China is our enemy.

UPDATE: Richard Fernandez has has a new column that bears on this issue.

He describes a new article about what was called “The Third Way,” a political movement that was to replace the Democrats after 1988.

The Third Way, the political movement that crested at the end of the 20thcentury and the beginning of the 21st, represented the most recent effort to reimagine the centre-left in the face of massive economic and social changes.

At its apogee, when it dominated the politics of United States, the UK, and Germany, it was thought to provide a stable template for governance well into the new century. Confidence ran high that the business cycle had been tamed and that the forces of globalisation and technology could be managed for the good of average citizens as well as meritocratic elites.

You could almost call it “The Deep State” and it has lost its way.

China, in the meantime, has moved into a lead.

As events proved, the unipolar world did not remain the only game in town. “Russia regressed to autocracy; radical Islamism went to war against the West; China became far more prosperous without becoming a whit more democratic, confuting decades of modernization theories,” Galston wrote. Entrepreneurship declined, middle class incomes stagnated and a revolt against unlimited immigration began. Most of all new decentralized technological possibilities arose within the West. In a word, the power of the elites at the center was challenged as never before. All this came to an unexpected head in 2016.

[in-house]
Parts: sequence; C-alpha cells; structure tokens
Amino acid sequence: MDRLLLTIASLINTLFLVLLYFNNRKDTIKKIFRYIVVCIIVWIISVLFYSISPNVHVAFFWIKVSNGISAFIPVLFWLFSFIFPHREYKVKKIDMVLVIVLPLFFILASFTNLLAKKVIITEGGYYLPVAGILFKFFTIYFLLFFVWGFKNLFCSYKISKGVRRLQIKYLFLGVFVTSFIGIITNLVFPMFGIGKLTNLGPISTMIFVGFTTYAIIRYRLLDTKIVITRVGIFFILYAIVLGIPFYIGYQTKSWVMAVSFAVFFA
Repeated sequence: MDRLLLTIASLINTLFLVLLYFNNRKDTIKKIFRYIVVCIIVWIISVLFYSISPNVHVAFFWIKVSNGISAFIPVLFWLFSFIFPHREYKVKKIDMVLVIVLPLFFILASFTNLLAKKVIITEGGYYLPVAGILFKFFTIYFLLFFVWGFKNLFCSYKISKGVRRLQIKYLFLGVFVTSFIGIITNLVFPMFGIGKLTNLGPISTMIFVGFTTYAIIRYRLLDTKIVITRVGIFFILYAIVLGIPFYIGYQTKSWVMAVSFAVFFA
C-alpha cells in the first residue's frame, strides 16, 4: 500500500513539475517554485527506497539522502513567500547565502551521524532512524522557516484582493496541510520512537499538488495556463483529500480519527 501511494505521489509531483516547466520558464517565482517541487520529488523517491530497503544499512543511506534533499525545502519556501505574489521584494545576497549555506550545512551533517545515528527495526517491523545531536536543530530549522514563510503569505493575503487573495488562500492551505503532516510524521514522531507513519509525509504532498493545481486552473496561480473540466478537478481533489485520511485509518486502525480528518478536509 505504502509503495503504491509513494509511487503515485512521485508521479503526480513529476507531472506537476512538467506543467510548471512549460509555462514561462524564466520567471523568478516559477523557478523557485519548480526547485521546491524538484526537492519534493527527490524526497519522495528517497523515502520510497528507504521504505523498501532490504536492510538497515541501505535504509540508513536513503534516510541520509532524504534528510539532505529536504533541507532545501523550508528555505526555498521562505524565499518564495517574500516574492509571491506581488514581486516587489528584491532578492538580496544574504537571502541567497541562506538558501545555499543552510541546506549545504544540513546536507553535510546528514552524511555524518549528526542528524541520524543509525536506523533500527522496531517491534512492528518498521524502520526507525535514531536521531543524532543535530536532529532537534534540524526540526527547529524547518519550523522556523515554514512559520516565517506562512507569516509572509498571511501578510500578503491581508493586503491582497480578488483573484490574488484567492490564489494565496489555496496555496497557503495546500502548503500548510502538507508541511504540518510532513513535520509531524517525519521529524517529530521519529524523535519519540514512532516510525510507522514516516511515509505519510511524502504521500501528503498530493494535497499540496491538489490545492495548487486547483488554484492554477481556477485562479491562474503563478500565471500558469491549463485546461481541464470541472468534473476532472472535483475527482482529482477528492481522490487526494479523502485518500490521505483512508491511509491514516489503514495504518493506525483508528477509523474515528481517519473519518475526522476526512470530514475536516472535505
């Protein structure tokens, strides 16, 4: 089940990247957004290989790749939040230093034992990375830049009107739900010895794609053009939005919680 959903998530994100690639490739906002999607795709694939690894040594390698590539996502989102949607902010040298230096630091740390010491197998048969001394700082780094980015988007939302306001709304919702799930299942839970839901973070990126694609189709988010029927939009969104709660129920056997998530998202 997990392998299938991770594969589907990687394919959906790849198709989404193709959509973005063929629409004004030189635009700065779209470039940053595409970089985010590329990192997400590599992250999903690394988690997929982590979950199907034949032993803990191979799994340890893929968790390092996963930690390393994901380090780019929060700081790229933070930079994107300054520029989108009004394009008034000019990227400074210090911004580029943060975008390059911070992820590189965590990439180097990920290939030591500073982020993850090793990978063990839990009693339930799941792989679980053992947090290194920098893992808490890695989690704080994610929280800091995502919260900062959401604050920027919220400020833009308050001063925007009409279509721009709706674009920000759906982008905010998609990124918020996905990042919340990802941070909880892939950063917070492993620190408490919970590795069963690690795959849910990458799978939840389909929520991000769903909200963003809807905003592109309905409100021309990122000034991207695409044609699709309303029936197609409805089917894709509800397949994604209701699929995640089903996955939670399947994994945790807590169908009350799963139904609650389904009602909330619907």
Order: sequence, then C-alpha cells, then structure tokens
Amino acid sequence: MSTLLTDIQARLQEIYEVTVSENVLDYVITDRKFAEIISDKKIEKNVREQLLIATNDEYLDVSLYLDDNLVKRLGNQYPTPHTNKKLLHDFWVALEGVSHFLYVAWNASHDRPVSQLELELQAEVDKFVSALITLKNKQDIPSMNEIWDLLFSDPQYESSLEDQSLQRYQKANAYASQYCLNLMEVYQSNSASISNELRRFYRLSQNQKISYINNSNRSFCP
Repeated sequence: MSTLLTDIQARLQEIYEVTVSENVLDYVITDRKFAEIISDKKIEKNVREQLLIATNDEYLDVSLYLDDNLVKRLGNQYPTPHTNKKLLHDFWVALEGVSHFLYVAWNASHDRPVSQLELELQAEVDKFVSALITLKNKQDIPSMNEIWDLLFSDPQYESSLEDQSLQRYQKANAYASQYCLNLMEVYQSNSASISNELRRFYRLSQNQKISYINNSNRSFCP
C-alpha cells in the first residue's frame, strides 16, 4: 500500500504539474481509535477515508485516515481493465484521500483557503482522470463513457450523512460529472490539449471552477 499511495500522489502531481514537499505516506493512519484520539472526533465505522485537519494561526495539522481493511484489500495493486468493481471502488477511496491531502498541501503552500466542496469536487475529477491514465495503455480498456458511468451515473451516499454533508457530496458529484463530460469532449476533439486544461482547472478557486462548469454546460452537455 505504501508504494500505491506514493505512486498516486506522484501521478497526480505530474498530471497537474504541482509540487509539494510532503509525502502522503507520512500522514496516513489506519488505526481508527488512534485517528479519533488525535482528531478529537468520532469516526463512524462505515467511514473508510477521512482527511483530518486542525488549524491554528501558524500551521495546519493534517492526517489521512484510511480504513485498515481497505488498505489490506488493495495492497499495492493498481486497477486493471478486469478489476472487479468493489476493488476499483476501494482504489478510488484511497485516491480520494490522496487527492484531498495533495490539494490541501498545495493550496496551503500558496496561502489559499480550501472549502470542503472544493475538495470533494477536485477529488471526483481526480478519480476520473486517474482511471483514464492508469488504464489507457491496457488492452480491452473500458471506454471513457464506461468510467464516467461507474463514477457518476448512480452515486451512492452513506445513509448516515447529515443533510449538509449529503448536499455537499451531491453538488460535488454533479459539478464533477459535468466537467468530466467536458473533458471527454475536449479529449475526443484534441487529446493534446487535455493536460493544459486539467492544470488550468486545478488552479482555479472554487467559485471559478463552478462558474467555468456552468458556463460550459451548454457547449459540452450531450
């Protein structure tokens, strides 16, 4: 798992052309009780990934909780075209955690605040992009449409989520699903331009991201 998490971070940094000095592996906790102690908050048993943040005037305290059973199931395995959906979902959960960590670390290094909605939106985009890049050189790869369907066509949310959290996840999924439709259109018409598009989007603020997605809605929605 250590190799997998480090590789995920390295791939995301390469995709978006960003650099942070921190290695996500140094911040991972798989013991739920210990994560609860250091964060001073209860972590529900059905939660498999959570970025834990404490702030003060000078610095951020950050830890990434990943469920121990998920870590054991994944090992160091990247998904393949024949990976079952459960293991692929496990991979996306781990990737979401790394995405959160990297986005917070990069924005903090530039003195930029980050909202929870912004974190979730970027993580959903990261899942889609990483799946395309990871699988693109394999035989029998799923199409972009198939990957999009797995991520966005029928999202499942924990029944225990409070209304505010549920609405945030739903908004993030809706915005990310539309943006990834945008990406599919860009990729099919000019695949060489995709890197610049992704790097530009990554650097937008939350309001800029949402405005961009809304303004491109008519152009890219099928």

Now all enemies are near enemies, as the supply chain problem and the “collusion” allegations in every Western country illustrate. We are engulfed in a civil war because in a globalized world that’s the only kind there is. Yet in retrospect Brexit and the election of Donald Trump should not have been the shocks they were. They were only surprises because the media refused to see the growing storm.

There has been quite a bit lately about the China trade deficit. Trump has proposed tariffs on Chinese imports until China treats US products fairly. The recent trade talks with Mexico and Canada are based on the knowledge that much of this NAFTA trade is really with China that send products like steel to Mexico and Canada, which is then incorporated into products imported by the US as north American manufactures.

Now we have evidence that China is more than a trade rival.

But that’s just what U.S. investigators found: The chips had been inserted during the manufacturing process, two officials say, by operatives from a unit of the People’s Liberation Army. In Supermicro, China’s spies appear to have found a perfect conduit for what U.S. officials now describe as the most significant supply chain attack known to have been carried out against American companies.
One official says investigators found that it eventually affected almost 30 companies, including a major bank, government contractors, and the world’s most valuable company, Apple Inc. Apple was an important Supermicro customer and had planned to order more than 30,000 of its servers in two years for a new global network of data centers. Three senior insiders at Apple say that in the summer of 2015, it, too, found malicious chips on Supermicro motherboards.

This was an espionage act that infiltrated US Defense computer systems.

I have been convinced for some time that Russia is a stalking horse form Democrat politicians, like the Clintons, who have been bought and paid for by China.

One government official says China’s goal was long-term access to high-value corporate secrets and sensitive government networks. No consumer data is known to have been stolen.